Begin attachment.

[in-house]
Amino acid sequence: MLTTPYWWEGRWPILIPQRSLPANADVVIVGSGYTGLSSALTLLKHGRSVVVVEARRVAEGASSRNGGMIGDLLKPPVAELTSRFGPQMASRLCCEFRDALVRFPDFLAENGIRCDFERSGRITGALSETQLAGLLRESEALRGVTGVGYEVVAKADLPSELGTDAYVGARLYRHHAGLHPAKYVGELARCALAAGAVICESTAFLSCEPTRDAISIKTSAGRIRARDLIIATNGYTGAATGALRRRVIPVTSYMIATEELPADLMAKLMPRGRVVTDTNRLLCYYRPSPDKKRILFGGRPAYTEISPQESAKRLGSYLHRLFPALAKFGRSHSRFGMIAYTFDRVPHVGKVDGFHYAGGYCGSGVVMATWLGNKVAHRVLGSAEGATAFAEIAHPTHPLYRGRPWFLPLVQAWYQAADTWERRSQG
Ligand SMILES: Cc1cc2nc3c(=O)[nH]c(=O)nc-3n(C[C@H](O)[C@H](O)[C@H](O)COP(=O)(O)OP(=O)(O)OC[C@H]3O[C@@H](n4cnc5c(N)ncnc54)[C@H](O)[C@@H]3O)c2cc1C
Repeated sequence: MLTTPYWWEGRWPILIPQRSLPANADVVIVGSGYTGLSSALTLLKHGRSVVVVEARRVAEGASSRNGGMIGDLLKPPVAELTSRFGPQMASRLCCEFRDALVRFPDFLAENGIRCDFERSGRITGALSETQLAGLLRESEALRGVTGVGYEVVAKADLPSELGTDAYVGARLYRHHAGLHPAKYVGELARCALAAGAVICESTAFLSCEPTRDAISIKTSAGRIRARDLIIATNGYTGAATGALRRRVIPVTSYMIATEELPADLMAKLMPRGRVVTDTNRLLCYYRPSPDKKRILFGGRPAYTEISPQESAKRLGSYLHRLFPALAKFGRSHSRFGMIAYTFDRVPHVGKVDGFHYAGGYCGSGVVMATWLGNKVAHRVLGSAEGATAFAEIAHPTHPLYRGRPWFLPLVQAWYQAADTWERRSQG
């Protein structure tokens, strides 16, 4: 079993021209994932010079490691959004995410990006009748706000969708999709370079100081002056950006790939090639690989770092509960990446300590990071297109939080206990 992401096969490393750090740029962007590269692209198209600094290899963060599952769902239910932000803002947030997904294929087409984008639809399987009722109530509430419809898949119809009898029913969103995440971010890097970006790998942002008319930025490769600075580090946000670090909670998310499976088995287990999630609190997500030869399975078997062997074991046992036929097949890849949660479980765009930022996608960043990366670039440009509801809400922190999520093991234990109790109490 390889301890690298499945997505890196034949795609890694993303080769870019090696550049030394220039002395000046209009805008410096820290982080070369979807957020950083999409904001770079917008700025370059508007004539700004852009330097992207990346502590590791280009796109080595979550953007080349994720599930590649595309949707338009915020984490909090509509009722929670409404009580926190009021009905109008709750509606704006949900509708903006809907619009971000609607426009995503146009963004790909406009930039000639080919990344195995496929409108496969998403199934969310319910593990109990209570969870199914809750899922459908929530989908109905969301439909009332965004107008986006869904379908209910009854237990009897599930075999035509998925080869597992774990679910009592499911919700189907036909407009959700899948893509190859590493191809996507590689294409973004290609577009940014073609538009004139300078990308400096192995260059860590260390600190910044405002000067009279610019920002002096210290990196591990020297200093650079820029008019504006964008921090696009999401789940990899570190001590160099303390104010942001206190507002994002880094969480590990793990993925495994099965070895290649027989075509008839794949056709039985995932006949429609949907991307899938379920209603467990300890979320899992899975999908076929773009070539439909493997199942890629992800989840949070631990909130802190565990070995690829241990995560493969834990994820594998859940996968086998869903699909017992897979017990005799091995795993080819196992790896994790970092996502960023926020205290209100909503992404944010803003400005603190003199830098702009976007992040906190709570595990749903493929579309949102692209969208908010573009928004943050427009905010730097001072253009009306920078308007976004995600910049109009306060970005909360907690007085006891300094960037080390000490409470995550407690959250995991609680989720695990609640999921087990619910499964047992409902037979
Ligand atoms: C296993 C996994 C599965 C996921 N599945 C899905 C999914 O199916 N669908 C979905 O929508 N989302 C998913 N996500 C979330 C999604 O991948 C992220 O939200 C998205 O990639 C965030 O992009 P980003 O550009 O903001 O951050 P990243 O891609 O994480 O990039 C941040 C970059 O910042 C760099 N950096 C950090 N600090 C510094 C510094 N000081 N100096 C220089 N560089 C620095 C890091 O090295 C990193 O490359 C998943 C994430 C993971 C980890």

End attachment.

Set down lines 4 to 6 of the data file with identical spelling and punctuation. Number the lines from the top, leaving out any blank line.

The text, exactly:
Repeated sequence: MLTTPYWWEGRWPILIPQRSLPANADVVIVGSGYTGLSSALTLLKHGRSVVVVEARRVAEGASSRNGGMIGDLLKPPVAELTSRFGPQMASRLCCEFRDALVRFPDFLAENGIRCDFERSGRITGALSETQLAGLLRESEALRGVTGVGYEVVAKADLPSELGTDAYVGARLYRHHAGLHPAKYVGELARCALAAGAVICESTAFLSCEPTRDAISIKTSAGRIRARDLIIATNGYTGAATGALRRRVIPVTSYMIATEELPADLMAKLMPRGRVVTDTNRLLCYYRPSPDKKRILFGGRPAYTEISPQESAKRLGSYLHRLFPALAKFGRSHSRFGMIAYTFDRVPHVGKVDGFHYAGGYCGSGVVMATWLGNKVAHRVLGSAEGATAFAEIAHPTHPLYRGRPWFLPLVQAWYQAADTWERRSQG
């Protein structure tokens, strides 16, 4: 079993021209994932010079490691959004995410990006009748706000969708999709370079100081002056950006790939090639690989770092509960990446300590990071297109939080206990 992401096969490393750090740029962007590269692209198209600094290899963060599952769902239910932000803002947030997904294929087409984008639809399987009722109530509430419809898949119809009898029913969103995440971010890097970006790998942002008319930025490769600075580090946000670090909670998310499976088995287990999630609190997500030869399975078997062997074991046992036929097949890849949660479980765009930022996608960043990366670039440009509801809400922190999520093991234990109790109490 390889301890690298499945997505890196034949795609890694993303080769870019090696550049030394220039002395000046209009805008410096820290982080070369979807957020950083999409904001770079917008700025370059508007004539700004852009330097992207990346502590590791280009796109080595979550953007080349994720599930590649595309949707338009915020984490909090509509009722929670409404009580926190009021009905109008709750509606704006949900509708903006809907619009971000609607426009995503146009963004790909406009930039000639080919990344195995496929409108496969998403199934969310319910593990109990209570969870199914809750899922459908929530989908109905969301439909009332965004107008986006869904379908209910009854237990009897599930075999035509998925080869597992774990679910009592499911919700189907036909407009959700899948893509190859590493191809996507590689294409973004290609577009940014073609538009004139300078990308400096192995260059860590260390600190910044405002000067009279610019920002002096210290990196591990020297200093650079820029008019504006964008921090696009999401789940990899570190001590160099303390104010942001206190507002994002880094969480590990793990993925495994099965070895290649027989075509008839794949056709039985995932006949429609949907991307899938379920209603467990300890979320899992899975999908076929773009070539439909493997199942890629992800989840949070631990909130802190565990070995690829241990995560493969834990994820594998859940996968086998869903699909017992897979017990005799091995795993080819196992790896994790970092996502960023926020205290209100909503992404944010803003400005603190003199830098702009976007992040906190709570595990749903493929579309949102692209969208908010573009928004943050427009905010730097001072253009009306920078308007976004995600910049109009306060970005909360907690007085006891300094960037080390000490409470995550407690959250995991609680989720695990609640999921087990619910499964047992409902037979
Ligand atoms: C296993 C996994 C599965 C996921 N599945 C899905 C999914 O199916 N669908 C979905 O929508 N989302 C998913 N996500 C979330 C999604 O991948 C992220 O939200 C998205 O990639 C965030 O992009 P980003 O550009 O903001 O951050 P990243 O891609 O994480 O990039 C941040 C970059 O910042 C760099 N950096 C950090 N600090 C510094 C510094 N000081 N100096 C220089 N560089 C620095 C890091 O090295 C990193 O490359 C998943 C994430 C993971 C980890």